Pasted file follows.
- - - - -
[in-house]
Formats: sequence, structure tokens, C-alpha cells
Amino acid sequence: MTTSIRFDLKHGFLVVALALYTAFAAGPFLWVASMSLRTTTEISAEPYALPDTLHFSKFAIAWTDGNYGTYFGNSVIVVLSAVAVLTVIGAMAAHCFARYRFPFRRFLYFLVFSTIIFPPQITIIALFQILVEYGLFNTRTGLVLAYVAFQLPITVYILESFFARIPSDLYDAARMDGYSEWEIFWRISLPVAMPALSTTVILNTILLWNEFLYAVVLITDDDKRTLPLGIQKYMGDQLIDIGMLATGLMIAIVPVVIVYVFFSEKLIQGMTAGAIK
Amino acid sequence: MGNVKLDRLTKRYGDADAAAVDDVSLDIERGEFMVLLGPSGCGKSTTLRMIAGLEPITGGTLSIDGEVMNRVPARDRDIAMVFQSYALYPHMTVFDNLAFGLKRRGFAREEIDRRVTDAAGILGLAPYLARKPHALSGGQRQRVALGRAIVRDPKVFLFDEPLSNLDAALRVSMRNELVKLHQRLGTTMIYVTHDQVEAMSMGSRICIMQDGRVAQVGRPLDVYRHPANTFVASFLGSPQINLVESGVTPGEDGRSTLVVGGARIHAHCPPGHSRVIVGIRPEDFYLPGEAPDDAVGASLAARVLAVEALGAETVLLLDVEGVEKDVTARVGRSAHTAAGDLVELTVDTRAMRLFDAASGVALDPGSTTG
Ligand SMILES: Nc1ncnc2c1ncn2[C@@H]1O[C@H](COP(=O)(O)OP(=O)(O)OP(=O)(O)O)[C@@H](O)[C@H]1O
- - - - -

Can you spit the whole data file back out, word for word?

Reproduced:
[in-house]
Formats: sequence, structure tokens, C-alpha cells
Amino acid sequence: MTTSIRFDLKHGFLVVALALYTAFAAGPFLWVASMSLRTTTEISAEPYALPDTLHFSKFAIAWTDGNYGTYFGNSVIVVLSAVAVLTVIGAMAAHCFARYRFPFRRFLYFLVFSTIIFPPQITIIALFQILVEYGLFNTRTGLVLAYVAFQLPITVYILESFFARIPSDLYDAARMDGYSEWEIFWRISLPVAMPALSTTVILNTILLWNEFLYAVVLITDDDKRTLPLGIQKYMGDQLIDIGMLATGLMIAIVPVVIVYVFFSEKLIQGMTAGAIK
Amino acid sequence: MGNVKLDRLTKRYGDADAAAVDDVSLDIERGEFMVLLGPSGCGKSTTLRMIAGLEPITGGTLSIDGEVMNRVPARDRDIAMVFQSYALYPHMTVFDNLAFGLKRRGFAREEIDRRVTDAAGILGLAPYLARKPHALSGGQRQRVALGRAIVRDPKVFLFDEPLSNLDAALRVSMRNELVKLHQRLGTTMIYVTHDQVEAMSMGSRICIMQDGRVAQVGRPLDVYRHPANTFVASFLGSPQINLVESGVTPGEDGRSTLVVGGARIHAHCPPGHSRVIVGIRPEDFYLPGEAPDDAVGASLAARVLAVEALGAETVLLLDVEGVEKDVTARVGRSAHTAAGDLVELTVDTRAMRLFDAASGVALDPGSTTG
Ligand SMILES: Nc1ncnc2c1ncn2[C@@H]1O[C@H](COP(=O)(O)OP(=O)(O)OP(=O)(O)O)[C@@H](O)[C@H]1O